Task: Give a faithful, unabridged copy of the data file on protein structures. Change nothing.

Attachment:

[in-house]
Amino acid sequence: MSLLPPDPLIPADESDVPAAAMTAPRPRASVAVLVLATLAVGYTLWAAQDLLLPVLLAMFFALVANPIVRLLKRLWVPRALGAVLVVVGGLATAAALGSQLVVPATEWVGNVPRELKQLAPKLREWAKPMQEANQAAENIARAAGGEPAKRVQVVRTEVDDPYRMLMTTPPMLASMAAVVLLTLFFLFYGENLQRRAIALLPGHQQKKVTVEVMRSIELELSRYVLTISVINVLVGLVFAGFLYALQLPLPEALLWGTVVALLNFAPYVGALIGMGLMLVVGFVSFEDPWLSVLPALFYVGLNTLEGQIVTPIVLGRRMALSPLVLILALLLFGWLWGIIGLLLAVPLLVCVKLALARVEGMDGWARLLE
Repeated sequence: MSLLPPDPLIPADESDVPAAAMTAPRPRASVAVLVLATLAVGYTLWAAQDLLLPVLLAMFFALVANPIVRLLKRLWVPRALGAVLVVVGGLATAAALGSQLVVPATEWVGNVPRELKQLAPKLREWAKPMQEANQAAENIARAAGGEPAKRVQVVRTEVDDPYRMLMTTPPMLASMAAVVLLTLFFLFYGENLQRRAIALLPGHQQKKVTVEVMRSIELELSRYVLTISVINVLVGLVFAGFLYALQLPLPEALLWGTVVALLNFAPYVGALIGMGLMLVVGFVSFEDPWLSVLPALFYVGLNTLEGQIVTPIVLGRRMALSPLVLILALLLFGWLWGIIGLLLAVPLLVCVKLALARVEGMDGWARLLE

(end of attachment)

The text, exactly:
[in-house]
Amino acid sequence: MSLLPPDPLIPADESDVPAAAMTAPRPRASVAVLVLATLAVGYTLWAAQDLLLPVLLAMFFALVANPIVRLLKRLWVPRALGAVLVVVGGLATAAALGSQLVVPATEWVGNVPRELKQLAPKLREWAKPMQEANQAAENIARAAGGEPAKRVQVVRTEVDDPYRMLMTTPPMLASMAAVVLLTLFFLFYGENLQRRAIALLPGHQQKKVTVEVMRSIELELSRYVLTISVINVLVGLVFAGFLYALQLPLPEALLWGTVVALLNFAPYVGALIGMGLMLVVGFVSFEDPWLSVLPALFYVGLNTLEGQIVTPIVLGRRMALSPLVLILALLLFGWLWGIIGLLLAVPLLVCVKLALARVEGMDGWARLLE
Repeated sequence: MSLLPPDPLIPADESDVPAAAMTAPRPRASVAVLVLATLAVGYTLWAAQDLLLPVLLAMFFALVANPIVRLLKRLWVPRALGAVLVVVGGLATAAALGSQLVVPATEWVGNVPRELKQLAPKLREWAKPMQEANQAAENIARAAGGEPAKRVQVVRTEVDDPYRMLMTTPPMLASMAAVVLLTLFFLFYGENLQRRAIALLPGHQQKKVTVEVMRSIELELSRYVLTISVINVLVGLVFAGFLYALQLPLPEALLWGTVVALLNFAPYVGALIGMGLMLVVGFVSFEDPWLSVLPALFYVGLNTLEGQIVTPIVLGRRMALSPLVLILALLLFGWLWGIIGLLLAVPLLVCVKLALARVEGMDGWARLLE